Here's what we know about the first half of 2009:
1. Emerging markets and commodities have been on fire
2. Developed market benchmarks are decidedly mixed, with the Dow negative and the Nasdaq positive
3. Most assets have moved sideways since May 4
Yet there are other ways to look at the "genuineness" of the market's '09 goodwill. The folks at ETF Investment Outlook like to look at price breadth, also described as the number of stocks advancing minus the number of stocks declining.
For example, the SPDR S&P 500 Trust (SPY) may have lost 0.5% in a particular day, but that wouldn't tell us how many stocks moved higher or lower. There may have been 300 advancers with 200 decliners, which denotes positive price breadth.
Of course, one day does not a particular trend make. A more meaningful representation of stock price direction is often arrived at by evaluating price breadth over a period.
For instance, we can use moving averages of advancing stocks and declining stocks in ETFs for 6 months (120 trading days). An advance/decline net % that is higher than the 120-trading day trendline might portend a more vibrant future than an A/D net % that is below the 120-Day SMA.
So let's cut to the chase. Which ETFs have decidedly positive price breadth... and which ETFs have decidedly negative price breadth?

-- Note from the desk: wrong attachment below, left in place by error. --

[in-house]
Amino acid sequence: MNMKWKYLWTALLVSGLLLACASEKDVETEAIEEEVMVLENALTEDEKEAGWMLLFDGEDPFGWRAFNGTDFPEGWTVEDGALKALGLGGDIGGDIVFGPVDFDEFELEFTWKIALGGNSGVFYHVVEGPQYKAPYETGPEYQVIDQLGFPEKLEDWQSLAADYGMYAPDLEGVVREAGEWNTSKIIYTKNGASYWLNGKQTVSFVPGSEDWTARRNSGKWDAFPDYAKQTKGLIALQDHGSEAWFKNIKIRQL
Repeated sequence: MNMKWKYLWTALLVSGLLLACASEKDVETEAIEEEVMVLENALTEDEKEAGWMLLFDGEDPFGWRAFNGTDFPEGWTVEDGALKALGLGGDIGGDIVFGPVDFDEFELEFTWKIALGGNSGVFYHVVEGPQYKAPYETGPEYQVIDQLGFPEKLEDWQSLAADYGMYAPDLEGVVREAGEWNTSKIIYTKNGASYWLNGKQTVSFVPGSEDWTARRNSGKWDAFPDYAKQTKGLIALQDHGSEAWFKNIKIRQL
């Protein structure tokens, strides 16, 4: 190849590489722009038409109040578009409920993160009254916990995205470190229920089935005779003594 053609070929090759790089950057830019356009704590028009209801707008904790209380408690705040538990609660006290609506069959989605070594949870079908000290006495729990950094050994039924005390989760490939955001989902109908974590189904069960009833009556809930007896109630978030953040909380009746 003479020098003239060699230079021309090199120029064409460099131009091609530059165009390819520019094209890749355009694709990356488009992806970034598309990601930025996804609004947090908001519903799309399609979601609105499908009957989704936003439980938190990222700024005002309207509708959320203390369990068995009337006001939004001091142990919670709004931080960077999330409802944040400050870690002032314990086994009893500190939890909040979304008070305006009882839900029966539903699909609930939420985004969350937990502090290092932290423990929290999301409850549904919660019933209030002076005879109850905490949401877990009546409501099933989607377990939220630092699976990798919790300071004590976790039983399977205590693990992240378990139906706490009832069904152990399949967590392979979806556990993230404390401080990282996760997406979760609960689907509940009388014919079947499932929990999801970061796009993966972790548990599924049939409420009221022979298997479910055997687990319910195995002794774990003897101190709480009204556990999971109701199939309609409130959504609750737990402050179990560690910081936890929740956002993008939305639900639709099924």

|Q1 and Q2 Positive Price Breadth for 2009|
|A/D Net % Above 6-Month Average|
|Market Vectors Steel (SLX)||8.1%|
|PowerShares Networking (PXQ)||6.3%|
|PowerShares Energy and Exploration (PXE)||5.4%|
|iShares Dow Jones Materials (IYM)||4.8%|
|iShares Goldman Sachs Networking (IGN)||4.6%|
|A/D Net % Below 6-Month Average|
|DJ Real Estate (IYR)||-3.9%|
|iShares Financial Services (IYG)||-4.7%|
|Dow Jones Transportation (IYT)||-6.2%|
|SPDR Homebuilders (XHB)||-6.7%|
|iShares Dow Jones Regional Banks (IAT)||-8.7%|
In a simple statement or two, one might say the following: The majority of stocks in the tech, materials and energy exploration arenas are rising. Meanwhile, the majority of stocks related to home-building, home financing and banking are falling.
Reflecting the dichotomy is the fact that the S&P 500 is truly split down the middle between advancers and decliners. While the index itself may have managed to post a modest gain of 1.8% through 6/30/09, the S&P 500 SPDR Trust (SPY) is at 0% with respect to its 6-month A/D Net %.
Looking back at the tail end of the 2003-2007 bull market, financial stocks, REITs and homebuilders were already feeling the pain. The question at the time was, could the bull market continue in spite of real estate and subprime? The world learned the answer the hard way.... NOPE!
Now we're looking at a situation where most of the advancers come from basic industries a la materials, resources and energy exploration. These were the last to fall in 2008, but they represent the early risers in 2009. In contrast, the strugglers are not leading the way forward even if they are decidedly better off than they were 3 months ago.
Will the ETF rally continue? It may, in select segments and regions. However, we'll need a more definitive picture about the future of finance and the future of real estate before a broader ETF rally can send the bear back into hibernation.
Full Disclosure: Gary Gordon, MS, CFP is the president of Pacific Park Financial, Inc., a Registered Investment Adviser with the SEC. The company may hold positions in the ETFs, mutual funds and/or index funds mentioned above.